6 min

Evolution of Pride celebrations in Canada

From Brockville to Lethbridge, smaller festivals have been popping up across the country

Pride Winnipeg
From the very beginning, Pride has been connected to a sense of place.
The narrative is a familiar one. Displaced queer citizens, rejected by their own communities, find a home within a bustling urban centre surrounded by queer friends and allies. Geographical boundaries act as psychological ones, with entry into a physical gay community representing an acceptance of a new way of life.
Pride festivities are the zenith of all of this – a celebration not only of this rite of passage, but also of the city itself as a safe and progressive space where the gay lifestyle can thrive. But key cultural shifts have eroded many of these boundaries. The legalization of gay marriage and access to information via the internet have eliminated both difference and distance, allowing gays and lesbians to live openly in smaller municipalities that were once more hostile to the gay community. And in an increasing number of these satellite communities, many young queer people are choosing to establish their own Pride events.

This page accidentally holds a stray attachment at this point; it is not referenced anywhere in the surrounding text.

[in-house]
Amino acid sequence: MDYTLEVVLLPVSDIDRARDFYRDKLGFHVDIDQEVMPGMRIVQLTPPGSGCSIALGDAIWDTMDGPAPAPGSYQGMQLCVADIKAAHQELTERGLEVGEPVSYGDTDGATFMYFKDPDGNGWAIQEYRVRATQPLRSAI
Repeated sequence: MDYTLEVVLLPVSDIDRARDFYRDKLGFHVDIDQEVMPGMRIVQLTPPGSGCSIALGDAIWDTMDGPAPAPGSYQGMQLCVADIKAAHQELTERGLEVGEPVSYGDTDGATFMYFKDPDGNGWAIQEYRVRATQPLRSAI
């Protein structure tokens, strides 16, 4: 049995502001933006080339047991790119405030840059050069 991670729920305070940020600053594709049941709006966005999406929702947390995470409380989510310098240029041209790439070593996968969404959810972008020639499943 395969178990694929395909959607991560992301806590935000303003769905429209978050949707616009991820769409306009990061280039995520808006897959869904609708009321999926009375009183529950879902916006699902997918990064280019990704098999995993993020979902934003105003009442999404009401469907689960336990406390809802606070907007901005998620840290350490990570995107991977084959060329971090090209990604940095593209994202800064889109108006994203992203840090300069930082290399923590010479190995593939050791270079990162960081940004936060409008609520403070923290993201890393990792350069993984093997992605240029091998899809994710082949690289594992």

“It is in the nature of Prides that people do tend to come to the city for the big parade and the big marches and the entertainment stages and that kind of stuff,” say Pride Toronto executive director Kevin Beaulieu. “But it’s also true that Prides are popping up all over the place and have been for quite a long time. That’s one of the exciting things that’s going on.
“You don’t have to be in a city of four or five million people to have a very meaningful Pride that serves the community.”
So as Pride Toronto’s attendance numbers continue to grow – 1.22 million people in 2012, with a quarter of those coming from 80 kilometres outside the city or even farther – smaller Pride festivals have been sprouting up across the country. Fierté Canada Pride, the Association of Canadian Pride Organizations, lists 21 different registered queer events, with a handful of those founded within the last five years.